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Colorado Law Project: Juvenile Law   Tags: colorado, juvenile, law  

Last Updated: Apr 21, 2014 URL: http://libguides.law.du.edu/juvenile-law Print Guide RSS Updates

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Important! Please Read

The information on this site is provided as a service and should not be construed as legal or non-legal advice. 

 

Users needing legal advice are strongly encouraged to seek the services of a qualified attorney.

How do I find a Lawyer?

Find-A-Lawyer is the  Colorado Bar Association's Online Attorney Member Directory. It is one way you can begin your search for a Colorado lawyer.   

The directory allows you to search by practice area, name, and location.

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Scholarly information at your fingertips.

With Google Scholar you can "search across many disciplines and sources: articles, theses, books, abstracts and court opinions, from academic publishers, professional societies, online repositories, universities and other web sites."



 

Introduction

Juvenile Law is an area of law that deals with the actions and well being of persons yet to reach the legal age of adulthood.  Dealing with the juvenile criminal justice system can be a difficult process.

This guide’s purpose is to aid the public and Colorado librarians in researching juvenile law issues under Colorado and federal law.

The guide provides resources about different types of crimes and the criminal process generally. It also provides an overview of the differences in the system when dealing with juveniles.

Key areas and related resources within juvenile law are highlighted throughout the guide, and both print and free online resources are included.

Please remember that this guide is not an exhaustive list of materials or resources.

 

 

Searching the Web with Google

Google provides an easy to use search engine for finding information on the Internet. 

For example, you could search for "Juvenile Law" and Colorado to pull up some of the resources that are listed elsewhere in this guide. 

When using Google, or any other search engine, it is important to remember that you will find both reliable and unreliable sources of information.

The following questions will help you evaluate the reliability of information you find online.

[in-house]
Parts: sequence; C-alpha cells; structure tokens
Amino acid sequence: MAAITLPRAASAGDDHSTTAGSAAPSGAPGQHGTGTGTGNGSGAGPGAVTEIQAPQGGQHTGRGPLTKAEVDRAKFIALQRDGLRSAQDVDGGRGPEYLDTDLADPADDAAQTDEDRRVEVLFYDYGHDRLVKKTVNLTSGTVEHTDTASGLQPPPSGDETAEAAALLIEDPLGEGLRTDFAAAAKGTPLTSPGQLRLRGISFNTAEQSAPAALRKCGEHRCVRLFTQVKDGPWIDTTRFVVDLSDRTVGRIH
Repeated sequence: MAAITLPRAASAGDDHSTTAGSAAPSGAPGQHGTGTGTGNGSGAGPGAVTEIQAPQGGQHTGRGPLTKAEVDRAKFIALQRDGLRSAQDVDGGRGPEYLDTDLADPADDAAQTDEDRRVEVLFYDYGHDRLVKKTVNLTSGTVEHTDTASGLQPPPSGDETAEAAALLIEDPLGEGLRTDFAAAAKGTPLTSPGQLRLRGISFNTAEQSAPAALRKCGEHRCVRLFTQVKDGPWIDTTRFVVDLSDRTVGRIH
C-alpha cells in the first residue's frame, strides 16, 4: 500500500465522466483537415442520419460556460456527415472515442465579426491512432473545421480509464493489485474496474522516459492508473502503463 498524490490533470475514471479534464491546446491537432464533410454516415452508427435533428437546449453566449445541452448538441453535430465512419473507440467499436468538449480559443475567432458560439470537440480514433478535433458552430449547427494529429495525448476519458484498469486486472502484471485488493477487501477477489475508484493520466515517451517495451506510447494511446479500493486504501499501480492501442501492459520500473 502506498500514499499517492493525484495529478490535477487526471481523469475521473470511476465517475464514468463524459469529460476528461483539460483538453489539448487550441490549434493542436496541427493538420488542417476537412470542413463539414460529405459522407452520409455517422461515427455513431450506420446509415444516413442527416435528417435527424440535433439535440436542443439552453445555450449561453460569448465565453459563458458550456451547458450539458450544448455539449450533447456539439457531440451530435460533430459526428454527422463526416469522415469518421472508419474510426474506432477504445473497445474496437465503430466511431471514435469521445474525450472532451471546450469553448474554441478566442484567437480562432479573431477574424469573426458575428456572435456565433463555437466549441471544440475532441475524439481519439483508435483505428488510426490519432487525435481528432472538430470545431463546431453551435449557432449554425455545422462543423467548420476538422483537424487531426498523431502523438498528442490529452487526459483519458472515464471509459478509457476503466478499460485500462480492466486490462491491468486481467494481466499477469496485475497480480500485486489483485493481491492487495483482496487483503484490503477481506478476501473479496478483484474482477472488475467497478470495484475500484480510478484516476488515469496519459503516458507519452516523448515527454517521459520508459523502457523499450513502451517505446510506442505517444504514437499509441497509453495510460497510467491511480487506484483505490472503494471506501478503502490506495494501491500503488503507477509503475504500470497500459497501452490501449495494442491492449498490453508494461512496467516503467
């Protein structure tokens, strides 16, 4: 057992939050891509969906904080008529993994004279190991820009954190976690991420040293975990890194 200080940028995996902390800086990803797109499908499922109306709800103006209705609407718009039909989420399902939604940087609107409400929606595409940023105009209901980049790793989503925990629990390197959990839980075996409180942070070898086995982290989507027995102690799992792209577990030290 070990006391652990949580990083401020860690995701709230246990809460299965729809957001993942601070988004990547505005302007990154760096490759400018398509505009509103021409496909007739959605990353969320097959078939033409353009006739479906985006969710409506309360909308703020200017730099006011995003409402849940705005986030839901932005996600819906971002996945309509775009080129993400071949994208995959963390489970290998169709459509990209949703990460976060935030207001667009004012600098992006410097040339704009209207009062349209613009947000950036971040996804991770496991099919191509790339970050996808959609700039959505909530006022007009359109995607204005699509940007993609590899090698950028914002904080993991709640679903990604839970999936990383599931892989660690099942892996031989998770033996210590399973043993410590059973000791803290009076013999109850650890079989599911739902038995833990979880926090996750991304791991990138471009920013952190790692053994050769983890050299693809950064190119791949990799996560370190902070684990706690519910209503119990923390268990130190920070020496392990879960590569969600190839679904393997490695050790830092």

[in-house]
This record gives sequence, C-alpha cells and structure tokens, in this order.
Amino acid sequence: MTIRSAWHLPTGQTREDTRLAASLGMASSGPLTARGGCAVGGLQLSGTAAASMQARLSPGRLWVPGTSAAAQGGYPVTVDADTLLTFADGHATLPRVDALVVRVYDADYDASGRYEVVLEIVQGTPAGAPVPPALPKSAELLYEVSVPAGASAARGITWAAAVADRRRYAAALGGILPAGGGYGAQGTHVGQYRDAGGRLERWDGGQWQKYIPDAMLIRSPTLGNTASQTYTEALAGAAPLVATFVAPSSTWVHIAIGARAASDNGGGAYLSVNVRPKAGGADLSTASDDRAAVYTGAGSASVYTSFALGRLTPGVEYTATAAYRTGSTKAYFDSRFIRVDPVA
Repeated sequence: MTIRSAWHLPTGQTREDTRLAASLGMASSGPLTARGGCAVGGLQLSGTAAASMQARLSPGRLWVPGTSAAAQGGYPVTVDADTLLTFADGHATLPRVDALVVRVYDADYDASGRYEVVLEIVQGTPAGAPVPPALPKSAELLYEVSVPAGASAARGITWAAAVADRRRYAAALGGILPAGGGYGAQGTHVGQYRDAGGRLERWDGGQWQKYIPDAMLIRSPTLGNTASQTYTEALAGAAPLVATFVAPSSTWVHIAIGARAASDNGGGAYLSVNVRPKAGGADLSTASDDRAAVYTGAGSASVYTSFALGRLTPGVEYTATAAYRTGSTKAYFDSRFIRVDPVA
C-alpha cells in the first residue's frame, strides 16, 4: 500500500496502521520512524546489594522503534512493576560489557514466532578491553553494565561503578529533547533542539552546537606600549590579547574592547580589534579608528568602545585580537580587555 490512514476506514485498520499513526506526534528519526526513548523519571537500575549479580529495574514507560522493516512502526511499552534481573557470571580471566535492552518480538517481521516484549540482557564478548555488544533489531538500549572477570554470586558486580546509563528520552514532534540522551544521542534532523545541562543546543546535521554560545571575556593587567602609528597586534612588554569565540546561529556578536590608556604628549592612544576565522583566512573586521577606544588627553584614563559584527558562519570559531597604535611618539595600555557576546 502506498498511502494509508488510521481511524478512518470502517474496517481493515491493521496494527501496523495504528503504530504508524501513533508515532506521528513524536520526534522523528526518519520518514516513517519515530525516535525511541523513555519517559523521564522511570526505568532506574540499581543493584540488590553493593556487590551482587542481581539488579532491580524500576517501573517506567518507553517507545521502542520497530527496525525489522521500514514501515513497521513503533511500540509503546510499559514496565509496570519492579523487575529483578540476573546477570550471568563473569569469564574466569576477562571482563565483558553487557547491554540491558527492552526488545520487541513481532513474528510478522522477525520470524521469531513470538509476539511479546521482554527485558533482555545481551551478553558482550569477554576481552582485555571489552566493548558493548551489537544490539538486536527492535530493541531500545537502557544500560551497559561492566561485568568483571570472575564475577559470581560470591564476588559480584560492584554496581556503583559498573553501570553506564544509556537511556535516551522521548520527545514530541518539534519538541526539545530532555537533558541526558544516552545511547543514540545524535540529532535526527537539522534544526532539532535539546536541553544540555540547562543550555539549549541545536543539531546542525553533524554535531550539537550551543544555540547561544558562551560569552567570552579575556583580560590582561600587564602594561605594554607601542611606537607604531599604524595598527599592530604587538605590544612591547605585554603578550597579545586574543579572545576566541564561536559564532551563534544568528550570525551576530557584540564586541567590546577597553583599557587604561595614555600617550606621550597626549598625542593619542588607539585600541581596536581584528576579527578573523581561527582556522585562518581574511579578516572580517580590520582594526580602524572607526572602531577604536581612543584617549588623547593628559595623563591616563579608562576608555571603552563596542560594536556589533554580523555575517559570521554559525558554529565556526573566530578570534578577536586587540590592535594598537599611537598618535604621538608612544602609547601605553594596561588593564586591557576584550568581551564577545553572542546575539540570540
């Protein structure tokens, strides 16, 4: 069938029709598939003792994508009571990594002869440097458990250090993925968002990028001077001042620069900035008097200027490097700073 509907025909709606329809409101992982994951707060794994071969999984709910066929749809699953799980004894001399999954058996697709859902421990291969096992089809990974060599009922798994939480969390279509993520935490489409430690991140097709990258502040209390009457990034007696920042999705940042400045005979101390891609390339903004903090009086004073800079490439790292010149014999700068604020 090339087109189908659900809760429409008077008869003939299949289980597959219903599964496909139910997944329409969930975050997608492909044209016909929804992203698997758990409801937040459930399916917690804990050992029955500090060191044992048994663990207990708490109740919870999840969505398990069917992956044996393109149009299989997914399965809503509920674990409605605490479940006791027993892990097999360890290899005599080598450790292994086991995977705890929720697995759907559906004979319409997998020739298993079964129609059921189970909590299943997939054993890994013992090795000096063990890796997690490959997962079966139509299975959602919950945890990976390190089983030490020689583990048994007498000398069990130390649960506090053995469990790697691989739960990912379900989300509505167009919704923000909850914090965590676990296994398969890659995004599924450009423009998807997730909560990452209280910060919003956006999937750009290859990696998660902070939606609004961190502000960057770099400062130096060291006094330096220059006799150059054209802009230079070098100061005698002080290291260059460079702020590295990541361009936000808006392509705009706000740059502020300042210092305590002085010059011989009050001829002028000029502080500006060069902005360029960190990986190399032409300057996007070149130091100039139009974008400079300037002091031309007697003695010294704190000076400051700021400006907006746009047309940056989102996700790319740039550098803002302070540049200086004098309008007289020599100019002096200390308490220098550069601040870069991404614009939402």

• Is it an official government website? State and federal government websites generally include reliable information. Examples include websites hosted by state and federal agencies, courts, legislatures, etc. If the site's domain name ends in .gov, you can likely trust the information you find.    
  • Does the website provide information about its creators and its purpose? If detailed information about the site’s purpose and its creators is not provided, treat the site and its information with suspicion.
  • Is it a website for a well known non-profit or non-governmental organization (NGO)? Like government websites, well known non-profits and NGOs generally have reliable websites. If the site’s domain name ends in .org, you can probably trust the information you find.
  • Is contact information provided? Reputable organizations will provide a phone number or email address so that you can contact them for more information. If contact information is vague or is not included, be wary of the resources on that site.
  • Does the website’s content show an obvious bias or agenda? Information contained on websites designed to influence opinion or cater to a specific group, political party, or movement, may or may not be reliable. For these types of websites, it is advisable to further research your topic to verify the accuracy and veracity of the information you’ve found. 
  • Is the information current? Can you tell when the information was last updated? A good website will make this obvious. If you can’t tell, it’s better to look elsewhere.

 

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